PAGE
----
Sore throat- when is an antibiotic needed?

Sore throat- when is an antibiotic needed?

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When do you need an antibiotic for a sore throat?

Sore throat (pharyngitis) is very common. It is usually caused by a viral infection or less commonly, a bacterial infection.

In addition, you may have:

  • A hoarse voice
  • A mild cough
  • A high temperature (fever)
  • A headache
  • A feeling of wanting to be sick (nausea)
  • Tiredness
  • Swollen glands in your neck
  • Pain when you swallow.

The soreness tends to worsen over 2 to 3 days and then gradually goes within a week, though in about 10% of cases the soreness may last longer than that.

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What is the best treatment for a sore throat?

  • Doing nothing may be a sensible option- many throat infections are mild and get better by themselves.
  • Plenty of fluids: it is tempting not to drink very much if it’s feeling painful to swallow. But you may become dehydrated, particularly if you also have a high
    temperature (fever). Dehydration can make headaches and tiredness much worse. So it’s important to maintain good fluid intake.
  • Painkillers such as Paracetamol or Ibuprofen (Nurofen) can help ease symptoms.
  • Various throat sprays and lozenges can be bought in pharmacies or supermarkets, and may give some relief also

What about antibiotics?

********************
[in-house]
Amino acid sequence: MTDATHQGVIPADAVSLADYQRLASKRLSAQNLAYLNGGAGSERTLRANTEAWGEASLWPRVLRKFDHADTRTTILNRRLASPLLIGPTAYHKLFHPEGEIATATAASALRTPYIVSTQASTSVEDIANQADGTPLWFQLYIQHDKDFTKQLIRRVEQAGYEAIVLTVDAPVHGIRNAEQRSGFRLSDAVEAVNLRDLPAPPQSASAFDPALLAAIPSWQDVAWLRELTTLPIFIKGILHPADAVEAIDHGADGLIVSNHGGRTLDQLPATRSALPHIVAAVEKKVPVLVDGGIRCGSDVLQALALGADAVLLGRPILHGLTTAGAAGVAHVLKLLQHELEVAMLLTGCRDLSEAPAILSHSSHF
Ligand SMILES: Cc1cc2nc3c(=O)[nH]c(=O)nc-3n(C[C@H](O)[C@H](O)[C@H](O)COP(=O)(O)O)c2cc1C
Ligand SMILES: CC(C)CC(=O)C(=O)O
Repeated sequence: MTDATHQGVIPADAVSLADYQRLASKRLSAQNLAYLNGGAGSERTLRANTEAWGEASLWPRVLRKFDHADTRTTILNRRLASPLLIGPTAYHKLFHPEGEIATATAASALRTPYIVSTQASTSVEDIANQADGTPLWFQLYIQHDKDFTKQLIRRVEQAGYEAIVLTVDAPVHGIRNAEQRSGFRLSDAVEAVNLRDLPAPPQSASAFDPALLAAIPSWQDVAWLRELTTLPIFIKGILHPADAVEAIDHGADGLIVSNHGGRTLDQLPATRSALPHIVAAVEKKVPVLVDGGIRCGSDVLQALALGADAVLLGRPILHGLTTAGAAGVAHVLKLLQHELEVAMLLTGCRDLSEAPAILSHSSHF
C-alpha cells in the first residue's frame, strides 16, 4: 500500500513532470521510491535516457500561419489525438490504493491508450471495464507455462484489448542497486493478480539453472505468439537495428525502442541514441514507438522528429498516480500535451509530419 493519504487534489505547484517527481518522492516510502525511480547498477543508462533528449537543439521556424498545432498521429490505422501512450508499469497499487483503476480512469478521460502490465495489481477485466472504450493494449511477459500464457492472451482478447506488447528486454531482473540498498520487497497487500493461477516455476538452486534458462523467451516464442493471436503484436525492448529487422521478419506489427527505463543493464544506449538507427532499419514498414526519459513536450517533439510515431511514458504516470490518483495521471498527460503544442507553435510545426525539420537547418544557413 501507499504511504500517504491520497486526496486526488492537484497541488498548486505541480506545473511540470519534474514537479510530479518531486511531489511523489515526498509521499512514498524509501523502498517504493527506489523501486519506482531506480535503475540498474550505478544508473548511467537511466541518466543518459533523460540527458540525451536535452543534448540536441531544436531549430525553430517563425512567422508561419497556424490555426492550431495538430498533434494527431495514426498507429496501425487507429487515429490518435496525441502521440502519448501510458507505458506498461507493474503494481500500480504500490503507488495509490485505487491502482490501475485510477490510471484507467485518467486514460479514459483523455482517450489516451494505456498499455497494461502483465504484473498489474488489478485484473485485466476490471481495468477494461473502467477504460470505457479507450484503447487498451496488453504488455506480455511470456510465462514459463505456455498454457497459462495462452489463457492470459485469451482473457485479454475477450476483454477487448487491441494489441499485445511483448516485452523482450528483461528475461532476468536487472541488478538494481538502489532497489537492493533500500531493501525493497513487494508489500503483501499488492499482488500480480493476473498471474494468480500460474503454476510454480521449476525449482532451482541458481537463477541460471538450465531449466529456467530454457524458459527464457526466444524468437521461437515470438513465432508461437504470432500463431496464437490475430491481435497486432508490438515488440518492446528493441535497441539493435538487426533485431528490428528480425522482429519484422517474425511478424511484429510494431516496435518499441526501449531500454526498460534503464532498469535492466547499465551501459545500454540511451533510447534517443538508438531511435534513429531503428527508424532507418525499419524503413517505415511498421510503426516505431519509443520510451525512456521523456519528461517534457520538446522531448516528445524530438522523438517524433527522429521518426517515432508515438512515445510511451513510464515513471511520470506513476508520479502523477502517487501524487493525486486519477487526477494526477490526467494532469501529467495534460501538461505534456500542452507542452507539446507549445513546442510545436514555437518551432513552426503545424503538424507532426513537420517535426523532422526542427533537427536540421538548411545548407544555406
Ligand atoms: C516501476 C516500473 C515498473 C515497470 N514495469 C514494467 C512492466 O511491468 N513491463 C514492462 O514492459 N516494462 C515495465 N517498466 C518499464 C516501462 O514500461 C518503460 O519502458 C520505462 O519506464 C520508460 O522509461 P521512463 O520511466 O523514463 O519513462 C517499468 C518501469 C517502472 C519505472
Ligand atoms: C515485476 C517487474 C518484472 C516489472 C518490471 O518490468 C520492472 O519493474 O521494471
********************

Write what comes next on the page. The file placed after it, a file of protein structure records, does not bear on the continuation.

• Antibiotics are usually pointless, because most sore throats are caused by viruses, and antibiotics do not work against viral infections.
  • Even if it is a bacterial infection, your immune system is often able to clear it without the need for medication.
  • It is also important to remember that antibiotics can cause side-effects such as diarrhoea, rashes, thrush and stomach upset. Therefore, doctors do not prescribe antibiotics for most sore throats.

Signs of a bacterial infection

If 3 or 4 of these symptoms are present it is more likely that a throat infection is caused by bacteria:

  • Pus on the tonsils
  • Sore lymph glands in the neck
  • NOT having a cough
  • High temperature (fever)

In this case, antibiotic treatment may be necessary, so you should consider seeing a doctor.

sore throat
  • There are also special throat swabs that can be done on the spot by your doctor, to check for bacteria- these swabs can give a result within a few minutes.
  • If symptoms are severe, unusual, or if they do not ease within a week, it is advisable see your doctor.
  • Complications are pretty rare, but sometimes a sore throat can have a more serious cause, such as an abscess behind the tonsil (quinsy)- in this case the person is usually very ill and will find swallowing almost impossible.
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2019-07-29T23:36:36+00:00 By Dr Balraj Sandhu|Tonsils, Tonsillitis, Sore throat|

About the Author:

Balraj Sandhu
Dr Balraj Sandhu hails from the UK, where he studied medicine at Imperial College London. He completed a BSc in Neuroscience in 1999, also at Imperial College. He went on to train at Charing Cross Hospital, St Mary's and Hammersmith Hospital among others. He has extensive experience in Primary Health Care having previously been a GP owner.  For the past 4 years, he has worked as a GP in a busy medical clinic in Melbourne. He is a frequent contributor to the Qoctor Health Library, on topics ranging from gut health to dermatology and skin conditions.

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